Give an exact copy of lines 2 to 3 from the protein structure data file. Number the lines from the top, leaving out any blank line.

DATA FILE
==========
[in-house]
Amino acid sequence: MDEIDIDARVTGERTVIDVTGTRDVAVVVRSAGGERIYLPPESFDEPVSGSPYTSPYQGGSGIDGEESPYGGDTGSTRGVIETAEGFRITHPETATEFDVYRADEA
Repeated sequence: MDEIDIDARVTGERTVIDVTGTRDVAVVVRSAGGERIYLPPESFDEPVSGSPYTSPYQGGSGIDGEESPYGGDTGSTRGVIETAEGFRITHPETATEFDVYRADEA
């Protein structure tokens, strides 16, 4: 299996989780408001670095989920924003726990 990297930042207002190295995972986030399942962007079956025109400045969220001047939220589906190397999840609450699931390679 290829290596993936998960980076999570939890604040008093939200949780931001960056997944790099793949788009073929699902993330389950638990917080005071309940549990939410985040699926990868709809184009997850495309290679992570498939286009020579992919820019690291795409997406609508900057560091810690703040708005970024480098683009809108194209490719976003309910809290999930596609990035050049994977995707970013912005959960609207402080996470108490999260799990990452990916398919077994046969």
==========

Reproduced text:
Amino acid sequence: MDEIDIDARVTGERTVIDVTGTRDVAVVVRSAGGERIYLPPESFDEPVSGSPYTSPYQGGSGIDGEESPYGGDTGSTRGVIETAEGFRITHPETATEFDVYRADEA
Repeated sequence: MDEIDIDARVTGERTVIDVTGTRDVAVVVRSAGGERIYLPPESFDEPVSGSPYTSPYQGGSGIDGEESPYGGDTGSTRGVIETAEGFRITHPETATEFDVYRADEA